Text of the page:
Graham Reid | | <1 min read
The population in central London in the years after the Second World War was less than half what it is today, around 3.5 million. Even in the early Sixties it wasn't much more . . . which explains why, if you watch an early episode of The Avengers for example there was hardly a car on the roads and eerily few people.
In the Forties -- when there weren't the tourists there are today or in the Swinging Sixties -- the place was still a ruin of bombed buildings, ration cards and streets where the horse and cart was more common than the motor vehicle.
This Ealing "comedy" -- a sort of post-war Famous Five set among the ruins -- will barely raise a laugh today, except at its often groaning pace and telegraphing of who the villains are, but there is something to be said for it as a social document in that you see a London that has long since disappeareed.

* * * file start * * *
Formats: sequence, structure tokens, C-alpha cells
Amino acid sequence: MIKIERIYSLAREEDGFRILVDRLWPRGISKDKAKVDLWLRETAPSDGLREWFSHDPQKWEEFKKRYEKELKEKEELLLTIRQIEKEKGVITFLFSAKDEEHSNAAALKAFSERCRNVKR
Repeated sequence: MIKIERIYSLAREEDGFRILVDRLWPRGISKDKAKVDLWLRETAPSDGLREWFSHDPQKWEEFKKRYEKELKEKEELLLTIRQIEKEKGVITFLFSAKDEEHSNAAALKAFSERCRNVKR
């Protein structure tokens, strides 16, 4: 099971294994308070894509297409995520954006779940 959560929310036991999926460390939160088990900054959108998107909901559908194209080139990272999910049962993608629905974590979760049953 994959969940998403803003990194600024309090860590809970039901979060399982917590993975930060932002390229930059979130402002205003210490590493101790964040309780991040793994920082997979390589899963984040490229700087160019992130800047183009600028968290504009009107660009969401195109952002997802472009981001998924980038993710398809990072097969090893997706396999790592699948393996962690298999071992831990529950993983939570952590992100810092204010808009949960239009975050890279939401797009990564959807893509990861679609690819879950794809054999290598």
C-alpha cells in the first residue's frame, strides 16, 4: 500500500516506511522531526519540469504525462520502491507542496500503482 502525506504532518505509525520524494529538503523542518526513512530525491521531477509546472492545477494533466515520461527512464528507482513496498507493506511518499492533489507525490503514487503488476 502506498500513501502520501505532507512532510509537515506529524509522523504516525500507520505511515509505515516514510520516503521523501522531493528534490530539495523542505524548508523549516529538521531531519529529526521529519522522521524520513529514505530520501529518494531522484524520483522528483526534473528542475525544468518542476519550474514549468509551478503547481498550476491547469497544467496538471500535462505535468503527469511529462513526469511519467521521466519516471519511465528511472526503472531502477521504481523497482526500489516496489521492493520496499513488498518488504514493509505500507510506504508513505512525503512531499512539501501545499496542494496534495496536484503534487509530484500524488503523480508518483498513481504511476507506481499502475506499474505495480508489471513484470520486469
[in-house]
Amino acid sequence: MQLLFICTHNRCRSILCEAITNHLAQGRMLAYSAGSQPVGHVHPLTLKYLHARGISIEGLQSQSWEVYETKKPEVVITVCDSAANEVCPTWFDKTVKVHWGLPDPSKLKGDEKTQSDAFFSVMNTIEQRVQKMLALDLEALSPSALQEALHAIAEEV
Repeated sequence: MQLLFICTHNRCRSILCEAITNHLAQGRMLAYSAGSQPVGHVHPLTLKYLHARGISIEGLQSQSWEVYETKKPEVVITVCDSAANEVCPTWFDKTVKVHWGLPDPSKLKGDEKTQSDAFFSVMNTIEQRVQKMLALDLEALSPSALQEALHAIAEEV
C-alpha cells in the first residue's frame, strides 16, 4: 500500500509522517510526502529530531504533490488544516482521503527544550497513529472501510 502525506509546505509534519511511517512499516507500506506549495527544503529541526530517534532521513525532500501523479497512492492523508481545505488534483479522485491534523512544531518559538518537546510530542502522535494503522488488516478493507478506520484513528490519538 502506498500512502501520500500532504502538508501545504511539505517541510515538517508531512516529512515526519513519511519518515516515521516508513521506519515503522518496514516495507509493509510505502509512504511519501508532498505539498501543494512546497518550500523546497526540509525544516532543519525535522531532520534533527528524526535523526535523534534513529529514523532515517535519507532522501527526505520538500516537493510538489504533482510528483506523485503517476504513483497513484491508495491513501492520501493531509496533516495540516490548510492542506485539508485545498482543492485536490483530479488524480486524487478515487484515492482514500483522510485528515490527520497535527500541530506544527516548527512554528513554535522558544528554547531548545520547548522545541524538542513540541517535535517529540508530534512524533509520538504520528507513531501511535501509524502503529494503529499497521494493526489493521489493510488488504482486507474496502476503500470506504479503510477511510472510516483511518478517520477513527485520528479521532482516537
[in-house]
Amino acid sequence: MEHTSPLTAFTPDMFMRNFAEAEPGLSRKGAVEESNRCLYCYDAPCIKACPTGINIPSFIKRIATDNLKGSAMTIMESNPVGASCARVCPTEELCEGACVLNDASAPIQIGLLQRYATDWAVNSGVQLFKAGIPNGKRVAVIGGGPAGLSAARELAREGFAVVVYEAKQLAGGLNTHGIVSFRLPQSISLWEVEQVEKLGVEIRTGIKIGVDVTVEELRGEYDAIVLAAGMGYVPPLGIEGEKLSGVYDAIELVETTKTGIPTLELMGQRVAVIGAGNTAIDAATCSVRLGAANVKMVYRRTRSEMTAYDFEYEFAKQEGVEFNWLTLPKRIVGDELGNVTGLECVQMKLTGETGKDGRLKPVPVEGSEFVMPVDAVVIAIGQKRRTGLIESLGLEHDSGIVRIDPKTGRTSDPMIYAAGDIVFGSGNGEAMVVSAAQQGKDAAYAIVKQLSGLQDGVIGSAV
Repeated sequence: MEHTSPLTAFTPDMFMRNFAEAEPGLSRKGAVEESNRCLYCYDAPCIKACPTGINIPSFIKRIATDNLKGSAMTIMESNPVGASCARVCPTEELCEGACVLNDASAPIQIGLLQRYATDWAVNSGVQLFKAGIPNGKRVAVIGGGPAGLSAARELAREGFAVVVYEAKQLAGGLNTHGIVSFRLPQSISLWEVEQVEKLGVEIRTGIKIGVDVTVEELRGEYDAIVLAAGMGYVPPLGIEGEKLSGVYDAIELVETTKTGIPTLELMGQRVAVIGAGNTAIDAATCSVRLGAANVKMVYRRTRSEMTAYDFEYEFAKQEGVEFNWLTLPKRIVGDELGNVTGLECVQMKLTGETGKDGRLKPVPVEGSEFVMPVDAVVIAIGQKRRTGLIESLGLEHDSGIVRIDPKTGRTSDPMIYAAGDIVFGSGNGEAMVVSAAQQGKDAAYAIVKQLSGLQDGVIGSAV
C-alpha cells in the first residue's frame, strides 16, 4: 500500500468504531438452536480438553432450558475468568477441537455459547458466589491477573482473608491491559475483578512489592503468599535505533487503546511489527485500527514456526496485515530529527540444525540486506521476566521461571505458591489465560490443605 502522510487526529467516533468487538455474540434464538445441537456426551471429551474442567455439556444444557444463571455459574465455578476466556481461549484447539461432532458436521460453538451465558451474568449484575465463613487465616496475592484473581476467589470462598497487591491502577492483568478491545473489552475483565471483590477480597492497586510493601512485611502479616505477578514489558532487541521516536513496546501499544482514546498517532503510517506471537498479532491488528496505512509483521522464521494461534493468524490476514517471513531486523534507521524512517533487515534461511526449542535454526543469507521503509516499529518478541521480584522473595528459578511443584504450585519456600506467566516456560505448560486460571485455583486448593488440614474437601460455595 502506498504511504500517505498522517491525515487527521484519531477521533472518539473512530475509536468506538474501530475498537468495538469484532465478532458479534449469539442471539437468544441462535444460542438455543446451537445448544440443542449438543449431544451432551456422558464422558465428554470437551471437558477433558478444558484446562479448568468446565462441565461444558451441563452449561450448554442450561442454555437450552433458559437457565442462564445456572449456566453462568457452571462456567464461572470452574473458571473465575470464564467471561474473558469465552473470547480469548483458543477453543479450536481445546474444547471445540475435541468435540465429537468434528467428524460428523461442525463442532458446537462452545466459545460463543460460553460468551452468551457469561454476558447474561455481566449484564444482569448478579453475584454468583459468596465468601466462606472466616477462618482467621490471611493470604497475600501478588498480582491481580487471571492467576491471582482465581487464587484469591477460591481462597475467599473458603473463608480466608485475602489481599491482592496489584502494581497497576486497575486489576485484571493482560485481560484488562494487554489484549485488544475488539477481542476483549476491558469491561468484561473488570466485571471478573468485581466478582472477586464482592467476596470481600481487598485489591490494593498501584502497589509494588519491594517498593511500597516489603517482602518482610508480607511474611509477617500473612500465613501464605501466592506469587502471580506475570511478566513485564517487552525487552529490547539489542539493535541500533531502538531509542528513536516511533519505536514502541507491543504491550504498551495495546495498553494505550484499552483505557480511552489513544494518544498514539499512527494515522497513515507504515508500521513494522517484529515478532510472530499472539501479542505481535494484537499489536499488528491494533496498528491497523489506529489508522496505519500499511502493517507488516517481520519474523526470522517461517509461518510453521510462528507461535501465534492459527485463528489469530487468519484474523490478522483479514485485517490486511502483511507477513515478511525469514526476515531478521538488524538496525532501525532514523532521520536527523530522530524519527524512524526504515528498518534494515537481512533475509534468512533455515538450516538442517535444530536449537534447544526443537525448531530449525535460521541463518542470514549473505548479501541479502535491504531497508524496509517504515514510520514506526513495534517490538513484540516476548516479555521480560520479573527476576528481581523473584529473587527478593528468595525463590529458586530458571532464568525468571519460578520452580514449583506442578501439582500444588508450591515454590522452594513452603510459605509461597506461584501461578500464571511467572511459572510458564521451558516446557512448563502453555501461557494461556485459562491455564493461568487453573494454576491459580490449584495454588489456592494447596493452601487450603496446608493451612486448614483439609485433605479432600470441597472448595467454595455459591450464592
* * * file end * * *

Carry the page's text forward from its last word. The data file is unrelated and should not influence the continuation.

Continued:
The action is played out around markets where men carry baskets piled high on their heads and the cityscape is just rubble and broken bricks. Boys are glad to have any job, and there is still suspicion of Johnny Foreigner.
Outside of that there probably isn't much to recommend it, allthough Alastair Sim is always a bumbling boggle-eyed delight.
But if you want to see what those streets of London were like when the smell of victory was still in Brritish nostrils here they are. And they are bloody awful.